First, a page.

Mike Hallatt has been a professional Trader Joe’s reseller for five years. Founder of the store Pirate Joe’s (or Irate Joe’s), Hallatt and his employees drive to Seattle, buy hundreds of dollars worth of groceries and then smuggle it over the Canadian border.
Like all resellers, Hallatt slightly marks up the original prices, but as Canada currently doesn’t have an official Trader Joe’s store, Pirate Joe’s is most Canadians’ only option — and they’re clearly happy to have it. When the store opened in 2012, it only stocked 250 of Trader Joe’s best-selling items; now it stocks an insane 1,600 products, and buys $7,000 worth of groceries every week.
But not everyone is happy with Hallatt’s business model. Trader Joe’s has banned him from the store — he now resorts to hiding his identity with various costumes, and hiring professional shoppers for him — but it has also tried to bring him down in the courts. The resell store, which has the motto “Unaffiliated. Unauthorized. Unafraid.,” has been in a legal battle with Trader Joe’s since 2013, which Pirate Joe’s describes as a “David Vs Goliath” situation.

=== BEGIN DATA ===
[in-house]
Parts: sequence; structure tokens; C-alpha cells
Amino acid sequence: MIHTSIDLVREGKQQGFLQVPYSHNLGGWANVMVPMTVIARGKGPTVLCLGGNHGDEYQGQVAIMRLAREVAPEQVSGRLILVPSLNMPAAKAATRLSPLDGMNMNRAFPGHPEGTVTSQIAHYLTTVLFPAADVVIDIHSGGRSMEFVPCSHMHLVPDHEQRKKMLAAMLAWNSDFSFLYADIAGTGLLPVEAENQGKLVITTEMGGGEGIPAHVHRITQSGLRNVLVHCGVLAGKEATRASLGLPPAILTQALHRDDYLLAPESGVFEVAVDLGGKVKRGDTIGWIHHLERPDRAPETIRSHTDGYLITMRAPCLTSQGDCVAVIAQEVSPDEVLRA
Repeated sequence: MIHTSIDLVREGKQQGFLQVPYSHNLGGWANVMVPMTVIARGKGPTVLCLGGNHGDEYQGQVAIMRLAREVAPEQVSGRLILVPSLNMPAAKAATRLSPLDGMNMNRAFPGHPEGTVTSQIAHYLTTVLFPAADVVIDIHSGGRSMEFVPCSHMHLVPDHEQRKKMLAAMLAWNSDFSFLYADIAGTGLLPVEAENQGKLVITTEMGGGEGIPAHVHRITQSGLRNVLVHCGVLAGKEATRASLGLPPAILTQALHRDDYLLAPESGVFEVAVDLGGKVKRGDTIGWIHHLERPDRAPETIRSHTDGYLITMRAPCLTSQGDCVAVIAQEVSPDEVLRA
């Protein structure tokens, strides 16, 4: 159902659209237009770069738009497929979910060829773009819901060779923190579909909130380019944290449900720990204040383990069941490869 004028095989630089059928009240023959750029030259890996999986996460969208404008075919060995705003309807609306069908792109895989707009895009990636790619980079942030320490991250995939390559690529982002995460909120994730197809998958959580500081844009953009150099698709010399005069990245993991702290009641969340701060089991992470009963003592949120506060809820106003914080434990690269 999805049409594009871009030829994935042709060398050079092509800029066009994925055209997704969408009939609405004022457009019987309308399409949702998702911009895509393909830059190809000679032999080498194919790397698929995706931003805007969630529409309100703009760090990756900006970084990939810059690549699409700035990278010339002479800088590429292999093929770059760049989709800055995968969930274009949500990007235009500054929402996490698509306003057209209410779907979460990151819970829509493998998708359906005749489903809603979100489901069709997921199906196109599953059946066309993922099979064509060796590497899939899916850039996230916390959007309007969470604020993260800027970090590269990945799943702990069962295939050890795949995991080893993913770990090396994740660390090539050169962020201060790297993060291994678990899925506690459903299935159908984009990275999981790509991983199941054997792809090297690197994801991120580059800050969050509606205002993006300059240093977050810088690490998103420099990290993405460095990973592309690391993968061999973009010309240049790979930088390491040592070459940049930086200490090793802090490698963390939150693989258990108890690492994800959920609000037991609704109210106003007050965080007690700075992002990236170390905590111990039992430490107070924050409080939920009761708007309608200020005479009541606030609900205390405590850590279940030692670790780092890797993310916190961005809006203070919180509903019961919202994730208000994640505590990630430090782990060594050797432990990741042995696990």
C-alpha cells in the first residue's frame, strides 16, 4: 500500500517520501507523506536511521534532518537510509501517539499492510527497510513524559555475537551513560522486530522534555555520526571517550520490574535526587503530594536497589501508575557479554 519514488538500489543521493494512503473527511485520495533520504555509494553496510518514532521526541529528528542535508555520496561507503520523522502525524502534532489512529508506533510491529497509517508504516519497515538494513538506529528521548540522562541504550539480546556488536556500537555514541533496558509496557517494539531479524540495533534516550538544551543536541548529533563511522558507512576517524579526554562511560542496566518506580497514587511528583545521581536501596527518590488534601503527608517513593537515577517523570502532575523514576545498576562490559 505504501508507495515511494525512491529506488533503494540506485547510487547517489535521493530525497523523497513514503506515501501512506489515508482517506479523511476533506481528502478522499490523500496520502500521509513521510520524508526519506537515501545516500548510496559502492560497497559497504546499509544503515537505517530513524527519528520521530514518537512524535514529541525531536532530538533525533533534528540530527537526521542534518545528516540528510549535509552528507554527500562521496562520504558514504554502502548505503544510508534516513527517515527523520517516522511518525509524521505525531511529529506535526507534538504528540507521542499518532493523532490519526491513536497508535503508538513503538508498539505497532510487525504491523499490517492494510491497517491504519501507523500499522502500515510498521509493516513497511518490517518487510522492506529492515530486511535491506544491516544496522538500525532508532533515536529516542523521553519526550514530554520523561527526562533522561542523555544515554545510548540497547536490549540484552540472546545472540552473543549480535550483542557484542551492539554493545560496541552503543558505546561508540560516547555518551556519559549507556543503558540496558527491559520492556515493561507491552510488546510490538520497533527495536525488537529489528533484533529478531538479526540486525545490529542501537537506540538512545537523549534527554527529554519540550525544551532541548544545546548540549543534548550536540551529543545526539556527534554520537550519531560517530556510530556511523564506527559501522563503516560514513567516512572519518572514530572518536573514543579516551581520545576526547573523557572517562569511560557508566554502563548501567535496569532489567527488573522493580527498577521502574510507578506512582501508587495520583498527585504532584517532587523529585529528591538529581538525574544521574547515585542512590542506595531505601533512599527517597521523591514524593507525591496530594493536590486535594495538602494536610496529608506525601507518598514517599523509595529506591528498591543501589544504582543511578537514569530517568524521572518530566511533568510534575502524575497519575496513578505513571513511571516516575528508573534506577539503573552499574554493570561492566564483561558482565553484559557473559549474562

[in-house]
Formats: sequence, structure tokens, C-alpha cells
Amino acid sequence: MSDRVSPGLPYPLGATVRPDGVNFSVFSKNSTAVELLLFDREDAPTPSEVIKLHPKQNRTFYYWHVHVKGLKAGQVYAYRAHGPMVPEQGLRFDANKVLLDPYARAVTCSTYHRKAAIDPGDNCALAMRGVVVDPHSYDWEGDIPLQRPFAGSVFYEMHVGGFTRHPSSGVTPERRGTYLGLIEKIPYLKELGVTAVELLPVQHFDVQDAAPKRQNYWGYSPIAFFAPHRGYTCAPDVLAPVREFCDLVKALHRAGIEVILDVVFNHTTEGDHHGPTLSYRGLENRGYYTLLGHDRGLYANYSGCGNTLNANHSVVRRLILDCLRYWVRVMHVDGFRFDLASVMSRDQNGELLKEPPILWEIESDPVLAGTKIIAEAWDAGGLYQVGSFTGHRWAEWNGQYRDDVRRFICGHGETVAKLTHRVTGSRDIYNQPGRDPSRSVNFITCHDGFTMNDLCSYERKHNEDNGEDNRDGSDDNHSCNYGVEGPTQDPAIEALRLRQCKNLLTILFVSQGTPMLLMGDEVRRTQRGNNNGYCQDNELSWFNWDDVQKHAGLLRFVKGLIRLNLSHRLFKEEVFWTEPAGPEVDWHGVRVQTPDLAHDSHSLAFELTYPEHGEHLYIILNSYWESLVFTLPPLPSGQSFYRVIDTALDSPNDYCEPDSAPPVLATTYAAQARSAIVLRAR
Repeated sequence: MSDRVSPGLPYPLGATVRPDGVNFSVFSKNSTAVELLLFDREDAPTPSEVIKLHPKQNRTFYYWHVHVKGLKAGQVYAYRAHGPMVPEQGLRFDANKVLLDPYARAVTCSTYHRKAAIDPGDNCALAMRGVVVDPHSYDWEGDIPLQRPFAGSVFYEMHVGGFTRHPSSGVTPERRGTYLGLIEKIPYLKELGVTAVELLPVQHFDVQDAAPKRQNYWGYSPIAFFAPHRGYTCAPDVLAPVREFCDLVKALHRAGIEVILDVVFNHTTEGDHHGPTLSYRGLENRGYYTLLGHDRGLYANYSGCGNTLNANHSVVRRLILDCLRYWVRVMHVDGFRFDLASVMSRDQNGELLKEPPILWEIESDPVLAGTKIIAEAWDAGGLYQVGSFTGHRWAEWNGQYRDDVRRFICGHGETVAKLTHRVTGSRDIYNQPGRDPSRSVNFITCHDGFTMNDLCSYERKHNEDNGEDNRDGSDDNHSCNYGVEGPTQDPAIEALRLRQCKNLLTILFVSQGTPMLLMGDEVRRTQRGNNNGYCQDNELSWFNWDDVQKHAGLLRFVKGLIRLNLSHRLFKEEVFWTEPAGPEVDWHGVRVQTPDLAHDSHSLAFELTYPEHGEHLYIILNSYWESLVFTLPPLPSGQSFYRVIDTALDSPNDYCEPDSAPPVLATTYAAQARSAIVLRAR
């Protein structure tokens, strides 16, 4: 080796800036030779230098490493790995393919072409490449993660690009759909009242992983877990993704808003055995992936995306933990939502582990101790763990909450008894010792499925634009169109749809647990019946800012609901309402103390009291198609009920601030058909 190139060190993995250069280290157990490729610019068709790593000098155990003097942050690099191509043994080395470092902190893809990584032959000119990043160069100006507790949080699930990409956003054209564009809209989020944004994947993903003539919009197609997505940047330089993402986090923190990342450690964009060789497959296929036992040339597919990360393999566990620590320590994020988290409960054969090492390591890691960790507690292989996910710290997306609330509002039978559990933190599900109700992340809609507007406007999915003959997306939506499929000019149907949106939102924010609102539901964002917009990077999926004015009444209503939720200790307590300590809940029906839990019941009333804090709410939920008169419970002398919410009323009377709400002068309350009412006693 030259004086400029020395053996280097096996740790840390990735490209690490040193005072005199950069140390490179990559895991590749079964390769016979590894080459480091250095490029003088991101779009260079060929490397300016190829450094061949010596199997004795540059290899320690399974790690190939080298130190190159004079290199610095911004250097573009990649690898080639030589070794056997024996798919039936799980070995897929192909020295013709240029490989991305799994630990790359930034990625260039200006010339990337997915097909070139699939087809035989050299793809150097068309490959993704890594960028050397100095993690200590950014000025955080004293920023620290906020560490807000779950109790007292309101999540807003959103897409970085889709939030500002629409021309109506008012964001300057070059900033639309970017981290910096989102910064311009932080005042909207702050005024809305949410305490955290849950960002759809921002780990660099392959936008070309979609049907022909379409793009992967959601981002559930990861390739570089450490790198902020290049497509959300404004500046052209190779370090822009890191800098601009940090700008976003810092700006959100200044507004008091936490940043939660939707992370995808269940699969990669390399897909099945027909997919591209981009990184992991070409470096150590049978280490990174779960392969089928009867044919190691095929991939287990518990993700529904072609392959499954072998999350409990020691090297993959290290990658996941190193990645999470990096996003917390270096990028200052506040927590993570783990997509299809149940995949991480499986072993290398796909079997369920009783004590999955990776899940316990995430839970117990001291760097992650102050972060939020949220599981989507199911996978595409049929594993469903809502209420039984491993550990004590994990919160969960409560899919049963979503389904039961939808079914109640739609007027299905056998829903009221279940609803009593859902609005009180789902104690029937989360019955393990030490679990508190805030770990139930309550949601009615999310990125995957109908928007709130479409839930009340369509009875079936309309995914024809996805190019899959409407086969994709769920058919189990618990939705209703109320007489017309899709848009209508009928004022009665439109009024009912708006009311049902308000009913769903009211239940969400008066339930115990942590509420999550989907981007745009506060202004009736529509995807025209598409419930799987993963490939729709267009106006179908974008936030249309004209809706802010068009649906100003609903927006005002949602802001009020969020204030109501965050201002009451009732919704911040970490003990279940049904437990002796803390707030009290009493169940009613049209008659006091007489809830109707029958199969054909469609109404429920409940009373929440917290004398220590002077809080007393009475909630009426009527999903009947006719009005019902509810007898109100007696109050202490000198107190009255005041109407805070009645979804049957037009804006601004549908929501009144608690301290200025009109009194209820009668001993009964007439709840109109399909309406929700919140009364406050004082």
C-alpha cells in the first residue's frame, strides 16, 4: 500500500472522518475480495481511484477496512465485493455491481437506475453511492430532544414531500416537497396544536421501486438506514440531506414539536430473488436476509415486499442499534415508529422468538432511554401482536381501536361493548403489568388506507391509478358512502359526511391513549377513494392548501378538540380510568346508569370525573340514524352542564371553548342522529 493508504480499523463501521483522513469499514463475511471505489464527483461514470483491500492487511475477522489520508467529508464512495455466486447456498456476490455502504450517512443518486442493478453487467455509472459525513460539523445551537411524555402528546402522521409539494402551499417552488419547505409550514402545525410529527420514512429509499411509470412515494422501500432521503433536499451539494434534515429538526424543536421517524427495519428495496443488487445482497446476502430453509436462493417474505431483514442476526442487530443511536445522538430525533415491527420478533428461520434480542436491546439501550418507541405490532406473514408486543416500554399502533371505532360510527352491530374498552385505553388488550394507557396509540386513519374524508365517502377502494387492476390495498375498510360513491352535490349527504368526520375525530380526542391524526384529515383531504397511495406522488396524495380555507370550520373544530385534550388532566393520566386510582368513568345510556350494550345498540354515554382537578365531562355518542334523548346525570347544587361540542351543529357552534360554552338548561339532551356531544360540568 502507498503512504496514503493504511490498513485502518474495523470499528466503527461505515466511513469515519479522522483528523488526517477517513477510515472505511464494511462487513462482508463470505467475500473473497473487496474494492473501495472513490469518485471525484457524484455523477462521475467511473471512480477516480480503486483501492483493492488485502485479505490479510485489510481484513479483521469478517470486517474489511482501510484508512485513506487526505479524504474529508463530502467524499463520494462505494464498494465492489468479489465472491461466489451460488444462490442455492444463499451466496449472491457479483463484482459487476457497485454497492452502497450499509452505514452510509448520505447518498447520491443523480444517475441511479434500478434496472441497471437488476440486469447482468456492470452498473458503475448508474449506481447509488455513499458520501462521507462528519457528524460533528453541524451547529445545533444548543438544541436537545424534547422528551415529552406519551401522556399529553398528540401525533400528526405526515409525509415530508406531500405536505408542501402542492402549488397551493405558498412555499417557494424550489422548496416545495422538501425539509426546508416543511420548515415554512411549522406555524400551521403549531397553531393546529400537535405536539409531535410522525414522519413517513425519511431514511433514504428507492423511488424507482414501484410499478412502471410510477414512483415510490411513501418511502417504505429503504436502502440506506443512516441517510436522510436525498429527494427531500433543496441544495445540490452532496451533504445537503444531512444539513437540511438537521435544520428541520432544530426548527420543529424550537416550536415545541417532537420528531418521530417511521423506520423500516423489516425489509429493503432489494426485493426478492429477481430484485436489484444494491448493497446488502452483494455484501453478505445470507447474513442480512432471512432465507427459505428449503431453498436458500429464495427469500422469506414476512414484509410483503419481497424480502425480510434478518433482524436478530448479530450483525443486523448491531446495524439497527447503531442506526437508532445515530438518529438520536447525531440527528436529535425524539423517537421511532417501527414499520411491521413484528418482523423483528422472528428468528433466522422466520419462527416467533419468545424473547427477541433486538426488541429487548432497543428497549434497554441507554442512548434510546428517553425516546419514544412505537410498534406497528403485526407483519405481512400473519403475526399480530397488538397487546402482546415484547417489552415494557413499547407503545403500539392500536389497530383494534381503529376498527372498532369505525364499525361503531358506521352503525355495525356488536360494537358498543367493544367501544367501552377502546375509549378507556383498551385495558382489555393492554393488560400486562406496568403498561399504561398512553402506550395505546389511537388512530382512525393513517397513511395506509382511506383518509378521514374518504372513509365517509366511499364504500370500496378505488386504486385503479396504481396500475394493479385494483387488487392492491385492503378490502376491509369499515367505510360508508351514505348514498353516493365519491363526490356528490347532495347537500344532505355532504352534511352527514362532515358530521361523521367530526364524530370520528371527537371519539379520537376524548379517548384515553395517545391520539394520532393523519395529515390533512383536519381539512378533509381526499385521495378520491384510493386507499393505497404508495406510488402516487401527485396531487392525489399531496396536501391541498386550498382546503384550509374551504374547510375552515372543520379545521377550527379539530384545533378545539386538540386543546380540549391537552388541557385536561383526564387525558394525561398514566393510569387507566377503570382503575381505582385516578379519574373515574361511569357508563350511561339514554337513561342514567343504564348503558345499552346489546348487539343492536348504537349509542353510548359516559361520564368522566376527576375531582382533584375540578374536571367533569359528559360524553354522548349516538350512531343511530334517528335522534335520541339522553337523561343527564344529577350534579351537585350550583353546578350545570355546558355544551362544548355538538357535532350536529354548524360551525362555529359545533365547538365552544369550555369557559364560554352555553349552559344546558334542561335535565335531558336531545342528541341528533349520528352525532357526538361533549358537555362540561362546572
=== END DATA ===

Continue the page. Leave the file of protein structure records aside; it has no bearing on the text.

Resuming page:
Resellers should be paying attention to Hallatt’s court case. As Pirate Joe’s writes on its flyers, “if this guy loses the right to sell his stuff, you could lose the right to sell your stuff.” In the above interview, Hallatt says that he hopes his case will be an “opportunity to set law for the little guy, to establish unequivocally that an individual has the right to resell anything they own.”
Unfortunately, that doesn’t seem to have happened. In early June, Pirate Joe’s reached a settlement with Trader Joe’s and announced on Facebook that it would be closing its doors for good. Now, according to its website, Pirate Joe’s is open for business once again, though for how long remains to be seen.
To find out exactly how Pirate Joe’s runs its business, watch part one and two of our documentary above.
In other news, Michel Gondry has shot a short film entirely on an iPhone 7 Plus.